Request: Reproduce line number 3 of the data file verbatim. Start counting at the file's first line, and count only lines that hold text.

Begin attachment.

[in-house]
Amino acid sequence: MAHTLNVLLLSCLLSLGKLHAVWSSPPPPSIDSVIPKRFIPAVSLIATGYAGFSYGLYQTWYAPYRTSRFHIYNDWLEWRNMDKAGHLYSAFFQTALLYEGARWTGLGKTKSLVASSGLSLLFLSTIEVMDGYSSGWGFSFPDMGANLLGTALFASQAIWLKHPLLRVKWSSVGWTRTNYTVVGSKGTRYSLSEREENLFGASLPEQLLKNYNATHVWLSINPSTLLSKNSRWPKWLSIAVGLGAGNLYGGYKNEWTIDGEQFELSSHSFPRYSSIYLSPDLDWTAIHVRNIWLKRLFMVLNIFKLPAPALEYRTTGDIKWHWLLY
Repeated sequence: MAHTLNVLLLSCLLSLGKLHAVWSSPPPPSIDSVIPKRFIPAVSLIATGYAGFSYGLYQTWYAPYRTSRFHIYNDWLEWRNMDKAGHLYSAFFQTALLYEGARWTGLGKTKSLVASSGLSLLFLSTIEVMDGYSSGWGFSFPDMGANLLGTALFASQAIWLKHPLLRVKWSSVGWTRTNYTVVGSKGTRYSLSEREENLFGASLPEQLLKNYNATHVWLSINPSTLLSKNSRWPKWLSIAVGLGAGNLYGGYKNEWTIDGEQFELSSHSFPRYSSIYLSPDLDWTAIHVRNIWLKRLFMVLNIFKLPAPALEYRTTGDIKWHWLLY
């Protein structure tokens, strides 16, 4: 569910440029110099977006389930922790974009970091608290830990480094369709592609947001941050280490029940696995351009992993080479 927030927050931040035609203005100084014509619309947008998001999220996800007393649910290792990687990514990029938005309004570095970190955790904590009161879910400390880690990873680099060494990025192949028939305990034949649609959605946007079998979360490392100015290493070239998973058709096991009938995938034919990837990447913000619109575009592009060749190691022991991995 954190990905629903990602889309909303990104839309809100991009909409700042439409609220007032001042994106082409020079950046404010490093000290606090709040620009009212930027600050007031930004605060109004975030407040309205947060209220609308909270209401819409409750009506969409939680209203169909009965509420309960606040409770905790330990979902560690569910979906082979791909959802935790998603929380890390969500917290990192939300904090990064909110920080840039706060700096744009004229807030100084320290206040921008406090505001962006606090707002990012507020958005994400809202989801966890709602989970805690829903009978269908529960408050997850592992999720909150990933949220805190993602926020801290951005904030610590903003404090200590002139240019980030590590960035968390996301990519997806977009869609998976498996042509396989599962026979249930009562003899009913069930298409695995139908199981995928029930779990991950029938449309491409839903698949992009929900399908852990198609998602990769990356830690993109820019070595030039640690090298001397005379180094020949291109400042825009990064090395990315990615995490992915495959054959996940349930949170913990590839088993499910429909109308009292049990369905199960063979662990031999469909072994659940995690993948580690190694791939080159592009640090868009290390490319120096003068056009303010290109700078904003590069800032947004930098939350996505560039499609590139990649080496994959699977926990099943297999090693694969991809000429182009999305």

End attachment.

Repeated sequence: MAHTLNVLLLSCLLSLGKLHAVWSSPPPPSIDSVIPKRFIPAVSLIATGYAGFSYGLYQTWYAPYRTSRFHIYNDWLEWRNMDKAGHLYSAFFQTALLYEGARWTGLGKTKSLVASSGLSLLFLSTIEVMDGYSSGWGFSFPDMGANLLGTALFASQAIWLKHPLLRVKWSSVGWTRTNYTVVGSKGTRYSLSEREENLFGASLPEQLLKNYNATHVWLSINPSTLLSKNSRWPKWLSIAVGLGAGNLYGGYKNEWTIDGEQFELSSHSFPRYSSIYLSPDLDWTAIHVRNIWLKRLFMVLNIFKLPAPALEYRTTGDIKWHWLLY